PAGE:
A QUIET corner of the Lammermuirs was transformed forever 50 years ago this month when, with the single turn of a valve, the floodgates opened to create a reservoir on top of a small school and farmland.

Whiteadder Reservoir was opened to meet growing demand for water supplies in the county and, most importantly, to provide the 650,000 gallons which would be required for the new Cockenzie Power Station.

The dam forming the reservoir took four years to construct and was created with the help of civil engineers GH Hill & Sons of Manchester and London, on behalf of East Lothian Water Board.

The official opening was overseen by the chairman of the water board William Anderson, from Ormiston, and was his final ceremony in the role.

The development of the reservoir, which lies five miles south-east of Garvald, cost £1.5million.

It flooded the valley to a depth of 60ft and would be able to supply 9.25 million gallons of water daily once up and running.

It also ended the life of a school described as the most remote in the county when it consigned Kingside School to a watery end.

The land which vanished underwater had been home to Millknowe Farm houses and the local school.

Kingside School opened in 1892 when a shepherd’s cottage was given as a teacher’s house and the byre turned into the schoolhouse and served the children of families from surrounding hill farms.

In its 76 years it taught more than 200 children, and four of its five former pupils who served in the Second World War were decorated or mentioned in dispatches.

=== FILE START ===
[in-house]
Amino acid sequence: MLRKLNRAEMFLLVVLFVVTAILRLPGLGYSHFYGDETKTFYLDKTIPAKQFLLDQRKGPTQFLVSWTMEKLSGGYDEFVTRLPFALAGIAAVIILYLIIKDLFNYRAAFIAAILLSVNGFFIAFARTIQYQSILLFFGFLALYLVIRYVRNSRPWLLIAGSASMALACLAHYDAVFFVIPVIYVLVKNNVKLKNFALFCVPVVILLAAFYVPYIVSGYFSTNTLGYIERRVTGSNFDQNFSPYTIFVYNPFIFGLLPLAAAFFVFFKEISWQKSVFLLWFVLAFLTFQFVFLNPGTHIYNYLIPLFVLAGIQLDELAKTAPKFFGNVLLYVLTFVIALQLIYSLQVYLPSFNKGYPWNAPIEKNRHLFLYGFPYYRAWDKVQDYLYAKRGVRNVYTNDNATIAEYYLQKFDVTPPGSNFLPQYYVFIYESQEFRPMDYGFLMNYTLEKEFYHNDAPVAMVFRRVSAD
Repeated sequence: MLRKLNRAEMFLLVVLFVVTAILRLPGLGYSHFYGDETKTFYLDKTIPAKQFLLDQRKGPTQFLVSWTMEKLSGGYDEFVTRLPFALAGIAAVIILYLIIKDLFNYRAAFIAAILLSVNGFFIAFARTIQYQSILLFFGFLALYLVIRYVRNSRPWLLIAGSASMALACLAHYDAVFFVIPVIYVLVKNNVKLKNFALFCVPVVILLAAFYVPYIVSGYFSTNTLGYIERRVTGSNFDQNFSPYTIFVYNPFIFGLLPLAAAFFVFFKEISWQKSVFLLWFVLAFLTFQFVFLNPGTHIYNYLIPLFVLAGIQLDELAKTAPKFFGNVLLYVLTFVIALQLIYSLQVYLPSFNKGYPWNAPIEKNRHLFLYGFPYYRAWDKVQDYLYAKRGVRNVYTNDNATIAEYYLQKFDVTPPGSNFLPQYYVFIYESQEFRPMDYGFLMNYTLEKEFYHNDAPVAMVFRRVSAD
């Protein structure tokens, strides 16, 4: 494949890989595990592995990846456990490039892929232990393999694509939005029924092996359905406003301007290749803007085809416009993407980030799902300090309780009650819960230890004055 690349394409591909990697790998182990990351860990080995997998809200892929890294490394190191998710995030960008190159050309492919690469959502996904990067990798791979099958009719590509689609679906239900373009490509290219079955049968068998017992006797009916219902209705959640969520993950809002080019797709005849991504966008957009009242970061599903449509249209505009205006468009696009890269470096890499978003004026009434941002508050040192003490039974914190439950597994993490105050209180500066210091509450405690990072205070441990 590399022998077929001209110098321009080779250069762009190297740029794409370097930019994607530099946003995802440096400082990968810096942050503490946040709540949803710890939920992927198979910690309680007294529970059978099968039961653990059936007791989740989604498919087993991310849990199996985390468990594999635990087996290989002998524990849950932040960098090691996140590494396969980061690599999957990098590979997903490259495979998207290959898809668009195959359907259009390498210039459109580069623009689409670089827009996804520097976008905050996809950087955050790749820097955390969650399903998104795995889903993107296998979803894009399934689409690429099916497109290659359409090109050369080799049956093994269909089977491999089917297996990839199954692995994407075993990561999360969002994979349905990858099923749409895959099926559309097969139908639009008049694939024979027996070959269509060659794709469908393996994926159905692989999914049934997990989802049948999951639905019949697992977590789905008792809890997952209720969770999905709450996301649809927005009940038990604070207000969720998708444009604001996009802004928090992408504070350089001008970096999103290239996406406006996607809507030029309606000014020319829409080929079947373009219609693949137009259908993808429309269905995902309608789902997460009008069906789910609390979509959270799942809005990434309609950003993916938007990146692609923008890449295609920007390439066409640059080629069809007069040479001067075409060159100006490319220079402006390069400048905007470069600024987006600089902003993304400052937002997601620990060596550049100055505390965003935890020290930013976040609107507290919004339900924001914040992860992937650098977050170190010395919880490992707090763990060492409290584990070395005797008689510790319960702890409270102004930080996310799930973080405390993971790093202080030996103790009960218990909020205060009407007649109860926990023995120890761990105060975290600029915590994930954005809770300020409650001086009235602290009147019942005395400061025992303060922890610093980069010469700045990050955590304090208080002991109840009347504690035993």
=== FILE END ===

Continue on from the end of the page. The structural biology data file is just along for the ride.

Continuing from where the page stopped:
During the war, residents of Millknowe and Gameshiel, along with outlying residents of Innerwick parish and Whittingehame, met at the school to collect ration books.

In the 1930s the building was refurbished into a more modern schoolhouse for that time and in 1953 a Local Plan reported it was structurally sound and able to take up to 40 pupils.

By the time the reservoir came, improvements to local transport meant the school was no longer needed but it remained open until 1968, closing just days before the flooding began.

The Haddingtonshire Courier, in its look back on 1968, reflected on the loss of the school and paid special tribute to its “plump, cheerful” teacher, Mrs Jessie Gilchrist.

The Courier said: “The loss of the school, which was the most remote in the county, ended almost 30 years of wonderful work alongside the children of the lonely farming community by Mrs Jessie Gilchrist.

“Plump, cheerful and ever-ready to listen to every tale of woe, Mrs Gilchrist took everything in her stride, and over the years she had to put up many a child overnight after floods or snow cut off the school, and on one occasion she was snowed up for 14 weeks.

“Mrs Gilchrist’s reply to the question of how she faced the problems attached to her job was: ‘I have no problems. I just let the school run itself and, although there was a strap here when I arrived, I never used it. A gentle clout along the lug is just about as far as I ever had to go. It works wonders’.”